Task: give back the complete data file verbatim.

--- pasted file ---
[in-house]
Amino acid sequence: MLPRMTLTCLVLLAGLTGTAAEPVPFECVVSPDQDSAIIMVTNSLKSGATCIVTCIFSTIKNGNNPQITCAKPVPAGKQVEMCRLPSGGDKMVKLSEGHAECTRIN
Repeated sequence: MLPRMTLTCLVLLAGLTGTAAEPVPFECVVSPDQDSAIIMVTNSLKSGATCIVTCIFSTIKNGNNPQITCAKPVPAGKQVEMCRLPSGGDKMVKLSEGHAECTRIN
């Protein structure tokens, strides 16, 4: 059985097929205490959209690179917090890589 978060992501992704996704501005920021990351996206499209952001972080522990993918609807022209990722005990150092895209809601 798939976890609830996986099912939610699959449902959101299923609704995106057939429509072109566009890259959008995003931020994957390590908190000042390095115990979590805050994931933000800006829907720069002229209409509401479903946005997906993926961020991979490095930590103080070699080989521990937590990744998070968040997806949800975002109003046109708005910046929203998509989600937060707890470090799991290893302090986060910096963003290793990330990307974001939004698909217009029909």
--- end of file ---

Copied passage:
[in-house]
Amino acid sequence: MLPRMTLTCLVLLAGLTGTAAEPVPFECVVSPDQDSAIIMVTNSLKSGATCIVTCIFSTIKNGNNPQITCAKPVPAGKQVEMCRLPSGGDKMVKLSEGHAECTRIN
Repeated sequence: MLPRMTLTCLVLLAGLTGTAAEPVPFECVVSPDQDSAIIMVTNSLKSGATCIVTCIFSTIKNGNNPQITCAKPVPAGKQVEMCRLPSGGDKMVKLSEGHAECTRIN
């Protein structure tokens, strides 16, 4: 059985097929205490959209690179917090890589 978060992501992704996704501005920021990351996206499209952001972080522990993918609807022209990722005990150092895209809601 798939976890609830996986099912939610699959449902959101299923609704995106057939429509072109566009890259959008995003931020994957390590908190000042390095115990979590805050994931933000800006829907720069002229209409509401479903946005997906993926961020991979490095930590103080070699080989521990937590990744998070968040997806949800975002109003046109708005910046929203998509989600937060707890470090799991290893302090986060910096963003290793990330990307974001939004698909217009029909």